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“ROCK OF AGES”
When half the audience is up on stage dancing with the cast during the finale you know you have been watching a pretty decent show, and so it was with the Griffin Players latest musical Rock of Ages. As a piece of traditional musical theatre it would have Rodgers and Hammerstein turning in their graves, but as a piece of simple musical entertainment it was out of the top drawer and left the Library Theatre rocking.
Rock of Ages is a cheesy jukebox musical that holds nothing back; it is loud, surprisingly
funny, often rude and occasionally shocking but generally engaging. If the story
was pretty thin and occasionally got lost in parts and some of the classic songs
seemed to be a little shoe horned in, ultimately it didn’t matter -
Director Richard Alexander had a first class cast who delivered, and at the same
time seemed to be having as good a time as the audience. Richard moved his characters
around the slightly cramped stage with ease and the pace never faltered. Seeing the
opening night of a show sometimes means you do not get to see the best performance
As the leading lady Katie Alys Barton sang beautifully as the stardom-
As Lonny Joshua Thompson obviously found his true role, seedy but still somehow charming.
He tied the show together, communicated well with the audience and this was possibly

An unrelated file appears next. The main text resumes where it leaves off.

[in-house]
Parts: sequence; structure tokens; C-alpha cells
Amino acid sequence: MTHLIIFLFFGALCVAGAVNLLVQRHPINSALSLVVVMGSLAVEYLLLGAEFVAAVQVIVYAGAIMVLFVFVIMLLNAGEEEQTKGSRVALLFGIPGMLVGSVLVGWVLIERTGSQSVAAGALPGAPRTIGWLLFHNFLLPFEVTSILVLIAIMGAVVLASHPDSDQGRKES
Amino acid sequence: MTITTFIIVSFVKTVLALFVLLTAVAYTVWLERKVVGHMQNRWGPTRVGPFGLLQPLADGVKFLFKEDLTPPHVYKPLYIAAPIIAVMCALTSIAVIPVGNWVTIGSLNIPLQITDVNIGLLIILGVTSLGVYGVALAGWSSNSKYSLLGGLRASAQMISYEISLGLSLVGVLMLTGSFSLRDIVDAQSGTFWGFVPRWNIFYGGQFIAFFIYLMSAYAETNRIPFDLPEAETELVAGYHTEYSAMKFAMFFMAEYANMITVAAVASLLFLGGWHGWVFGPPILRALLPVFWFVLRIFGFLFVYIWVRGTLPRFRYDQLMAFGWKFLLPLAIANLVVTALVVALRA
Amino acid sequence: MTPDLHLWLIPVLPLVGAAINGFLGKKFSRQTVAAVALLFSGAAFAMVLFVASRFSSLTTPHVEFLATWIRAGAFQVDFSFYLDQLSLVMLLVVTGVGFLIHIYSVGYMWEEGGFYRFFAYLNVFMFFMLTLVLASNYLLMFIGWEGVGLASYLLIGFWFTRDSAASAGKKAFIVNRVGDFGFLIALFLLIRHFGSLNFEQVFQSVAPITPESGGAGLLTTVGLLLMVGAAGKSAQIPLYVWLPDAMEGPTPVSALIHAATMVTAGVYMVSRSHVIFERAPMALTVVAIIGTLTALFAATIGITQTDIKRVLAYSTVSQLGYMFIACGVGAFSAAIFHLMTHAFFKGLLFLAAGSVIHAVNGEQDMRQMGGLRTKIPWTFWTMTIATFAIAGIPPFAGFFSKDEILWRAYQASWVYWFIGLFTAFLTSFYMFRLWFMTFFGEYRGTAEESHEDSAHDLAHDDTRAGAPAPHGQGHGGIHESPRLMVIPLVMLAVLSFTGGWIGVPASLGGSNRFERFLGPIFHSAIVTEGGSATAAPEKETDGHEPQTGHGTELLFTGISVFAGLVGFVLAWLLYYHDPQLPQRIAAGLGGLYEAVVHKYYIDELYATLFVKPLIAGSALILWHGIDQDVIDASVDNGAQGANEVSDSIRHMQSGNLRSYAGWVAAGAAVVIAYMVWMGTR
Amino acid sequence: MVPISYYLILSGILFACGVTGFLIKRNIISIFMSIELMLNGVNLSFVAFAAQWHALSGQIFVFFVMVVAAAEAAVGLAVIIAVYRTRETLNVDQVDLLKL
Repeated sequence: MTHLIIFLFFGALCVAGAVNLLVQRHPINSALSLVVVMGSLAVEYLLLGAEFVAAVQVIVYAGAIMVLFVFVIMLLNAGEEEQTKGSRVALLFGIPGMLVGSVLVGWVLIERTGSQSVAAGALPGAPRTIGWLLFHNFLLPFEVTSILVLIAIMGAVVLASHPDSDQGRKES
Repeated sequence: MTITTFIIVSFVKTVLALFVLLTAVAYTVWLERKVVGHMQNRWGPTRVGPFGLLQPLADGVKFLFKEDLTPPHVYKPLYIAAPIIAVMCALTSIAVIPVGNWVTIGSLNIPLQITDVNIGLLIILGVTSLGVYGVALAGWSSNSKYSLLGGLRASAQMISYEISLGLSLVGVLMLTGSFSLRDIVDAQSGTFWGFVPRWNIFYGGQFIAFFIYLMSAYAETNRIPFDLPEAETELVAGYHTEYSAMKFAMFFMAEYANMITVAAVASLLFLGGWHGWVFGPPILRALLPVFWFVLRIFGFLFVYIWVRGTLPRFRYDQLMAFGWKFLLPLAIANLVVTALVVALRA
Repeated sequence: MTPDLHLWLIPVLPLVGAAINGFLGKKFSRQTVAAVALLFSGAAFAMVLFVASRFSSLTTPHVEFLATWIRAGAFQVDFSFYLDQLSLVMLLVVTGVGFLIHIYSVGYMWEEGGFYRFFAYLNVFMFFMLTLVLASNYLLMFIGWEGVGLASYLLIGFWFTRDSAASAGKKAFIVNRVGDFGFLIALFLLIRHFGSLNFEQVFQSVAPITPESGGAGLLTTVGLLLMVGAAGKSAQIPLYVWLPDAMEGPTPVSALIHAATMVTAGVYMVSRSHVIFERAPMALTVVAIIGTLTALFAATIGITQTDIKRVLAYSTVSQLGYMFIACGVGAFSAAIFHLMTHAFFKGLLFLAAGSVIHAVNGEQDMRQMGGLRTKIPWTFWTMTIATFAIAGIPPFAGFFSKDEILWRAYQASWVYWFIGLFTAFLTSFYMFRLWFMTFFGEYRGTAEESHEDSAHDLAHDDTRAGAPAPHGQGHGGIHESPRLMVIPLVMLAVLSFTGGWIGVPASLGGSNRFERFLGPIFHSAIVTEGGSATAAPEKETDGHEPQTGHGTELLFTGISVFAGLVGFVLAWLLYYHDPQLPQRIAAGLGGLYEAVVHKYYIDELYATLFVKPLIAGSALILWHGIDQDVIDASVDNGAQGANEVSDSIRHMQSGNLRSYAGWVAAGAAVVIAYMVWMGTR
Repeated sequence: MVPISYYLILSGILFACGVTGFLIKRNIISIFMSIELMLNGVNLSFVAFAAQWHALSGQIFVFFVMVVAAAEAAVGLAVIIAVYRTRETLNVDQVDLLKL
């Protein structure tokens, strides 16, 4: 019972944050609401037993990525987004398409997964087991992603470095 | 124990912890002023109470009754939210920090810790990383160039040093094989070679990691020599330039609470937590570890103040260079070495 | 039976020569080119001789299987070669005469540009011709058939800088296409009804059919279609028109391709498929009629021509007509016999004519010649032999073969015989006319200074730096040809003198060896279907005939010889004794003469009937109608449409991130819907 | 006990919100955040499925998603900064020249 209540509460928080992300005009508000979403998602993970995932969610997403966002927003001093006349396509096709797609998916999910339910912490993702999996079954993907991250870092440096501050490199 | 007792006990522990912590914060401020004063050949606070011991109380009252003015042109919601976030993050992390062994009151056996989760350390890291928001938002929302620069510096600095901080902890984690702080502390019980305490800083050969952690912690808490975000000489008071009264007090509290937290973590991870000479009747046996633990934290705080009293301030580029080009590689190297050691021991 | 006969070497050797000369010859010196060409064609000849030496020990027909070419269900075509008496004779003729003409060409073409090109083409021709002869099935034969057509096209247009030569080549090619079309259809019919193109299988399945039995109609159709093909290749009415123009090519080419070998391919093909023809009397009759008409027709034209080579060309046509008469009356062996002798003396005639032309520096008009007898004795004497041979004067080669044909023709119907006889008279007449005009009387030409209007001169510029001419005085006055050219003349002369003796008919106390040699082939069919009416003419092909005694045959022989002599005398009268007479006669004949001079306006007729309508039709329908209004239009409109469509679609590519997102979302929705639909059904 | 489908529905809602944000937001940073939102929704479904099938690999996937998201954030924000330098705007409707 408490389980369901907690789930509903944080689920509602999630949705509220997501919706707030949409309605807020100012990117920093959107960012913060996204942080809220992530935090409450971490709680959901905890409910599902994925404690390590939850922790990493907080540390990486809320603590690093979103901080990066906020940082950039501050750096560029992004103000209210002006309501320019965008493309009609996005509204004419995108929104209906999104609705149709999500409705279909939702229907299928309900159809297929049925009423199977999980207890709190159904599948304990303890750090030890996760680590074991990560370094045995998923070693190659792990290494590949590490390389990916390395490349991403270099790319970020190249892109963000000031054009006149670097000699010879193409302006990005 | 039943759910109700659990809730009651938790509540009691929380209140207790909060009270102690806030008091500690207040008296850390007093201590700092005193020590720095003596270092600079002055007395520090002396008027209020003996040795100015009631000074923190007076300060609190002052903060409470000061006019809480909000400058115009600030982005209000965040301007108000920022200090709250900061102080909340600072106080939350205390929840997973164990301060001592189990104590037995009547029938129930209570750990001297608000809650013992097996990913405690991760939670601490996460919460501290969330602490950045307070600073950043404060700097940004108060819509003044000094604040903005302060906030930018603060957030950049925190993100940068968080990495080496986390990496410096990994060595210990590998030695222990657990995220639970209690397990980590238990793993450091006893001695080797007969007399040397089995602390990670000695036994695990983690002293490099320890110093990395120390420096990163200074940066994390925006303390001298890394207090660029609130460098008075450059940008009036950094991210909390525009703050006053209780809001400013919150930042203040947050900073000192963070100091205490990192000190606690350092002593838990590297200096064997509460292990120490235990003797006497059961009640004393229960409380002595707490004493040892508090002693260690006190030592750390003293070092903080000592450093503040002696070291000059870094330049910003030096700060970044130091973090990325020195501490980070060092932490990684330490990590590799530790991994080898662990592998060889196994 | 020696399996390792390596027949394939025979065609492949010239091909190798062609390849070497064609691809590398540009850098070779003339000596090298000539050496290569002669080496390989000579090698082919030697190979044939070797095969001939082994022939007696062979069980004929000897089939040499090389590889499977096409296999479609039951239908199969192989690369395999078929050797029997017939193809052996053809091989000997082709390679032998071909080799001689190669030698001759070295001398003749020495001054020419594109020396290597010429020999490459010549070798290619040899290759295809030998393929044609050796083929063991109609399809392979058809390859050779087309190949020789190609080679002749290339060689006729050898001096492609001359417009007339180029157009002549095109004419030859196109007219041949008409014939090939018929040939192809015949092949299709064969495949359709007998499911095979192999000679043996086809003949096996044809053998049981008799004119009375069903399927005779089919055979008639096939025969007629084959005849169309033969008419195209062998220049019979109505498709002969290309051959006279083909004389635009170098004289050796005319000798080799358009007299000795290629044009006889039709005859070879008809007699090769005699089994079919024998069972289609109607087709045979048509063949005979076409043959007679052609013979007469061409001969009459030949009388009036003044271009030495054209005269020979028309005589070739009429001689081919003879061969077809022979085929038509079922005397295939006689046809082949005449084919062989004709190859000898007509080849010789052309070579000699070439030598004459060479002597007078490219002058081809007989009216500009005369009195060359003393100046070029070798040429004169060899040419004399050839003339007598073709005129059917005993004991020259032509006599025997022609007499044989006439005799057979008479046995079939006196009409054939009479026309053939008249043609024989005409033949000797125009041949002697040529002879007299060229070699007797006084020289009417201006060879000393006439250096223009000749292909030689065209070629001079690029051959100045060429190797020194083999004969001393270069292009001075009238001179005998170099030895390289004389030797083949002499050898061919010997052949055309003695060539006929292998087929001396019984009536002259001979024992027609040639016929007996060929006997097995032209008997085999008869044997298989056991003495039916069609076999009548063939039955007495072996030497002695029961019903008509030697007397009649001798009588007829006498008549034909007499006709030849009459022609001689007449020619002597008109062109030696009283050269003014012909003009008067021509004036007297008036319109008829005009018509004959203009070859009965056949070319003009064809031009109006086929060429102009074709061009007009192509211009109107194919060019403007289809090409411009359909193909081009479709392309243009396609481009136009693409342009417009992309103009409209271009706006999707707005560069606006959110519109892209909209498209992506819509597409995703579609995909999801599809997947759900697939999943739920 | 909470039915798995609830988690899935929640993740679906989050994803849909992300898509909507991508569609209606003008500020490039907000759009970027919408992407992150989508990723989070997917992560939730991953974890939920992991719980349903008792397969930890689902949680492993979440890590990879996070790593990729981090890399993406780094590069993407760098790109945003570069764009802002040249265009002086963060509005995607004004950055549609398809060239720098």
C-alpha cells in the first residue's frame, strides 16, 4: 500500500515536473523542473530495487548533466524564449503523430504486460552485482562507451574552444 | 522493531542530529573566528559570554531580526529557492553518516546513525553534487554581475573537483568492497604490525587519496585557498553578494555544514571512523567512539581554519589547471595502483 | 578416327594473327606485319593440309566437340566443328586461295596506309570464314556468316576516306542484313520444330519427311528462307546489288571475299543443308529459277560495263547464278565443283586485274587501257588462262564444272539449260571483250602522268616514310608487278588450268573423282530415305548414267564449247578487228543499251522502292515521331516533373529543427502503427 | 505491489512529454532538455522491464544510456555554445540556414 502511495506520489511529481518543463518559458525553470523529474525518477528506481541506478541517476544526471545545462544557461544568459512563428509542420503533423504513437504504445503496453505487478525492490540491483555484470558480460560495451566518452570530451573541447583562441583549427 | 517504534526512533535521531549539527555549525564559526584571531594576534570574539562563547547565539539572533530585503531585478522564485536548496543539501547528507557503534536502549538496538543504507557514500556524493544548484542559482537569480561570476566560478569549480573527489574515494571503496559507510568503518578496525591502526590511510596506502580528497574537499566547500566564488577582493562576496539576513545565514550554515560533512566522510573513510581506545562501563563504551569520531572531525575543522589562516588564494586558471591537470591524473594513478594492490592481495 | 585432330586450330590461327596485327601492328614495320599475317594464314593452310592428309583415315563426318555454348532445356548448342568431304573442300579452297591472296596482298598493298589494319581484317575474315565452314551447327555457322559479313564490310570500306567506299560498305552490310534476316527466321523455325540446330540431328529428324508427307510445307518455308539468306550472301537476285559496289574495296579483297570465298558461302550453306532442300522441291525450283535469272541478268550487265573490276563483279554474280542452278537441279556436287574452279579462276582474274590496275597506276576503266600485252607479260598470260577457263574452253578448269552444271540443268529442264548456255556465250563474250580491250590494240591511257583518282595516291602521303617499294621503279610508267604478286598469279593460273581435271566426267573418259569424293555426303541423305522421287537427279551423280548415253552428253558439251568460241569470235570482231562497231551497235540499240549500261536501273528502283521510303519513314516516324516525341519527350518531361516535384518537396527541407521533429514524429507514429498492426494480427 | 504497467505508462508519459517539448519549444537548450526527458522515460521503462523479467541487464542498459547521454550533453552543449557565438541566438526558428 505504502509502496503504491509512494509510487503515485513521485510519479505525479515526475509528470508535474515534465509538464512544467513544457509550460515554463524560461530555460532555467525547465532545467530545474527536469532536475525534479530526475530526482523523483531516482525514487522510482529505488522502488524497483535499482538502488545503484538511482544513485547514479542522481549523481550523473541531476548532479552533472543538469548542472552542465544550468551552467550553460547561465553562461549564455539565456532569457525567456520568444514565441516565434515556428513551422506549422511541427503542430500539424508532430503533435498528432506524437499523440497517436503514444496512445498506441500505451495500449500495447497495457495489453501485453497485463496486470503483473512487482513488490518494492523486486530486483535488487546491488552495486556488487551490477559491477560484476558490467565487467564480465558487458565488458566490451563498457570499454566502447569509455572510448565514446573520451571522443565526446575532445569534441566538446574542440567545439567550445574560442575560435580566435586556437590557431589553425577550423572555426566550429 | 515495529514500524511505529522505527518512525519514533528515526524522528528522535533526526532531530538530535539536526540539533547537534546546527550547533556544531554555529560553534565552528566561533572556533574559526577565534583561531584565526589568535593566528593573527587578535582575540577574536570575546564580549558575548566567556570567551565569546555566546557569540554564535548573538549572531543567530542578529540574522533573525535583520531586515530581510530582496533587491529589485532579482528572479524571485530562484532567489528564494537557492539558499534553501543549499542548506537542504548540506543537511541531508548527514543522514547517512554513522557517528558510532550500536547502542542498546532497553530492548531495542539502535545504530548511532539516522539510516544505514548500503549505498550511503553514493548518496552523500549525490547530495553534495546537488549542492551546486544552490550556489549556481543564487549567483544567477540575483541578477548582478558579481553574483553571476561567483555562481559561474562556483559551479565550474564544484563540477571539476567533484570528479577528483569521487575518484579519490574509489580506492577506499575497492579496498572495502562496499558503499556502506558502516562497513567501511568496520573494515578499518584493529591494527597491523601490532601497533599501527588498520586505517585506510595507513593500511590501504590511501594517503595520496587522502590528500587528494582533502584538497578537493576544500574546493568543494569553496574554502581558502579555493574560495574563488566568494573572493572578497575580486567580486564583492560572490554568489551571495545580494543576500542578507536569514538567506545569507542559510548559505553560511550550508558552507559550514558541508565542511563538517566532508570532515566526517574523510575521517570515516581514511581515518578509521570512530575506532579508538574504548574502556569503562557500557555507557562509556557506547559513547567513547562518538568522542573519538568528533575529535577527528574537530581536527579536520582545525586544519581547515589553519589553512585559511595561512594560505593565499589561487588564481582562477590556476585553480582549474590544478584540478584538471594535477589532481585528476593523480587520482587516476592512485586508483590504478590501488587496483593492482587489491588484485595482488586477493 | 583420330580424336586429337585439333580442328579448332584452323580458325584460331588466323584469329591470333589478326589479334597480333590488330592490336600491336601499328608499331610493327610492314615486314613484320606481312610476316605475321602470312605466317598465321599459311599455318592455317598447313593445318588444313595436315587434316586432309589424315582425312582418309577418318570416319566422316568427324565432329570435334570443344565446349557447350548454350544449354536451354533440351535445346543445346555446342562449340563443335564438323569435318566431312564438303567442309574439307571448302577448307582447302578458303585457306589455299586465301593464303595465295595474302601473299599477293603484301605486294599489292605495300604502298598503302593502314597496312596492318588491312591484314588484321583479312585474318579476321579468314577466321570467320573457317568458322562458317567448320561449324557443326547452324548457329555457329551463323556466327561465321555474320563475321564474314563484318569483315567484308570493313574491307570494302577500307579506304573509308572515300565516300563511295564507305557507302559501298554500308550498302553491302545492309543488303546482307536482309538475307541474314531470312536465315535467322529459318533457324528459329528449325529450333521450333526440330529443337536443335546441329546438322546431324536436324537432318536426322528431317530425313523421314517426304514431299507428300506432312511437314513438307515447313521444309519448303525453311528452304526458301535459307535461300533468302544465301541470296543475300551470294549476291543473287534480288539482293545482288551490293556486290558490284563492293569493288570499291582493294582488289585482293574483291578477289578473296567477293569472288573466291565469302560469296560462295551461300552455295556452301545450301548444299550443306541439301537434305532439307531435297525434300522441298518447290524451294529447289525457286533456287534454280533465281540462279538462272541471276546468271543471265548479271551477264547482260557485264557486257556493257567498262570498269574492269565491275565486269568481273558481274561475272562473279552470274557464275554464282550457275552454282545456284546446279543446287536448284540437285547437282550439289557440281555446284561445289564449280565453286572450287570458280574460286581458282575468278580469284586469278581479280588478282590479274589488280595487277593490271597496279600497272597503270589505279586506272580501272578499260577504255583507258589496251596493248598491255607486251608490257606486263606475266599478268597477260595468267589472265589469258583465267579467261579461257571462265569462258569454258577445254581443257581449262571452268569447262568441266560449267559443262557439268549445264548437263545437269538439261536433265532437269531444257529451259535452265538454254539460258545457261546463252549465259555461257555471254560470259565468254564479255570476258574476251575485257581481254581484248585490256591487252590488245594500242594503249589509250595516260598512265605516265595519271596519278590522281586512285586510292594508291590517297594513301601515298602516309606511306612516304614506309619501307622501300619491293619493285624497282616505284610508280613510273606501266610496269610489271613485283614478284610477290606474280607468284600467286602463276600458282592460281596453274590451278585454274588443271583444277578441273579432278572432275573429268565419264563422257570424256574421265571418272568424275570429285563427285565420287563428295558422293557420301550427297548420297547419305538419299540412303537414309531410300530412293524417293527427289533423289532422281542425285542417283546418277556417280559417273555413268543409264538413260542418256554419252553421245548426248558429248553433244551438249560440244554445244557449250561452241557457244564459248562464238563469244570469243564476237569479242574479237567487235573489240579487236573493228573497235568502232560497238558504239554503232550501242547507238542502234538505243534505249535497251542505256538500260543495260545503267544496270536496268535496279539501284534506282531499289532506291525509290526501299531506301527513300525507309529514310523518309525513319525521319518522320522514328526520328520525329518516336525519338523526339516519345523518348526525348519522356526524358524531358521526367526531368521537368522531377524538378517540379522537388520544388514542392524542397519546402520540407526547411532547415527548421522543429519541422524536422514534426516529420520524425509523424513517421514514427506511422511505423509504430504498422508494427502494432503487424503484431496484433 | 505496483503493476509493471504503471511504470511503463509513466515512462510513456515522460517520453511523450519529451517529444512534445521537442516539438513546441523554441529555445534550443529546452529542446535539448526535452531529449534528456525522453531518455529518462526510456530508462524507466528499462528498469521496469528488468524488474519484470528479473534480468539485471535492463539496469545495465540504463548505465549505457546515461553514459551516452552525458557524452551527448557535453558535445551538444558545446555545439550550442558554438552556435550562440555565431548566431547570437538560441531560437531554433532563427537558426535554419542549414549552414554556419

the best performance I have seen him give to date. Along with the grumbling and growling
Dennis – Paul Rogers -
Marc Rolfe as ageing rock legend Stacee Jaxx lumbered around the stage letching at any lady in sight.
There were a few dodgy accents at times, but if anything they added to the fun. Luke Murphy’s performance as the German businessman Hertz was overshadowed by his son Franz, played by Carl Connelly who sounded as though his German accent was pinched from the Three Little Pigs in Shrek. Carl almost stole the show with his overly camp portrayal.
Chloe Badham was a good hippy Regina who finally got her man, and I loved her rendition of We’re Not Gonna Take It. The main cast was completed by Jenna Ryder Oliver as the Madam Justice.
Richard Alexander also got the best out of his Ensemble. Ellie Turton, Jo Herd, Juliet
MD James Driver got the best out of his singers and his band was excellent; in conjunction with Graham Elliott’s sound the band cleverly underplayed the lib when required, did not overpower during the poignant ballads and upped the tempo and noise for the heavier rock numbers.
Lynette Driver’s choreography was subtle in places and very raunchy in others, a fine mixture of styles and grouping throughout and a special mention for Jo Herd’s outstanding dancing.
Gary Nash once again came up trumps with his set -
In conclusion, one of the best shows to grace the Library Theatre stage for some time, expertly directed and a great evening’s entertainment.
GRIFFIN PLAYERS -
review date: 22nd June 2017
Luton Library Theatre
Director: Richard Alexander
MD: James Driver Choreographer: Lynette Driver
Asst: Kerry Collins